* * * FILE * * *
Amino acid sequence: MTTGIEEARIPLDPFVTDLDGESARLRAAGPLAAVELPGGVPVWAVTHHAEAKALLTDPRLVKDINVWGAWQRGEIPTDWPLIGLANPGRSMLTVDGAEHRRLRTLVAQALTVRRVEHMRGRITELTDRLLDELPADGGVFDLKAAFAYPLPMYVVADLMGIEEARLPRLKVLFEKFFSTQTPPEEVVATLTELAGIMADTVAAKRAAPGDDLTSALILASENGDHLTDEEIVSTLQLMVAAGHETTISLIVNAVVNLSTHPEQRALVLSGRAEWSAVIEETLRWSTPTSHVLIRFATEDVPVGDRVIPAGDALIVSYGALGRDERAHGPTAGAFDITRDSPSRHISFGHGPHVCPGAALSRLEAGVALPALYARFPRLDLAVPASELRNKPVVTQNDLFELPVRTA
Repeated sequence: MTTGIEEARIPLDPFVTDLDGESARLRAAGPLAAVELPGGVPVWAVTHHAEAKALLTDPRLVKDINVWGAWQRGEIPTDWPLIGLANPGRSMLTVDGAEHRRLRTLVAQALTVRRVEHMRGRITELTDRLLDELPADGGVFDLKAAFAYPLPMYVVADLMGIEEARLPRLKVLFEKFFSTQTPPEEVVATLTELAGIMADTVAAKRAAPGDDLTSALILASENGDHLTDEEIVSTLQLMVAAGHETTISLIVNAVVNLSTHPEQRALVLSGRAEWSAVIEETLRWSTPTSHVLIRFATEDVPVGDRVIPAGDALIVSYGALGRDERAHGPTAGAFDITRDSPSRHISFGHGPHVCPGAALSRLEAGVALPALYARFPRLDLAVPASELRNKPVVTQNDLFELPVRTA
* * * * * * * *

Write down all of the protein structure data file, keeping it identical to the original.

Amino acid sequence: MTTGIEEARIPLDPFVTDLDGESARLRAAGPLAAVELPGGVPVWAVTHHAEAKALLTDPRLVKDINVWGAWQRGEIPTDWPLIGLANPGRSMLTVDGAEHRRLRTLVAQALTVRRVEHMRGRITELTDRLLDELPADGGVFDLKAAFAYPLPMYVVADLMGIEEARLPRLKVLFEKFFSTQTPPEEVVATLTELAGIMADTVAAKRAAPGDDLTSALILASENGDHLTDEEIVSTLQLMVAAGHETTISLIVNAVVNLSTHPEQRALVLSGRAEWSAVIEETLRWSTPTSHVLIRFATEDVPVGDRVIPAGDALIVSYGALGRDERAHGPTAGAFDITRDSPSRHISFGHGPHVCPGAALSRLEAGVALPALYARFPRLDLAVPASELRNKPVVTQNDLFELPVRTA
Repeated sequence: MTTGIEEARIPLDPFVTDLDGESARLRAAGPLAAVELPGGVPVWAVTHHAEAKALLTDPRLVKDINVWGAWQRGEIPTDWPLIGLANPGRSMLTVDGAEHRRLRTLVAQALTVRRVEHMRGRITELTDRLLDELPADGGVFDLKAAFAYPLPMYVVADLMGIEEARLPRLKVLFEKFFSTQTPPEEVVATLTELAGIMADTVAAKRAAPGDDLTSALILASENGDHLTDEEIVSTLQLMVAAGHETTISLIVNAVVNLSTHPEQRALVLSGRAEWSAVIEETLRWSTPTSHVLIRFATEDVPVGDRVIPAGDALIVSYGALGRDERAHGPTAGAFDITRDSPSRHISFGHGPHVCPGAALSRLEAGVALPALYARFPRLDLAVPASELRNKPVVTQNDLFELPVRTA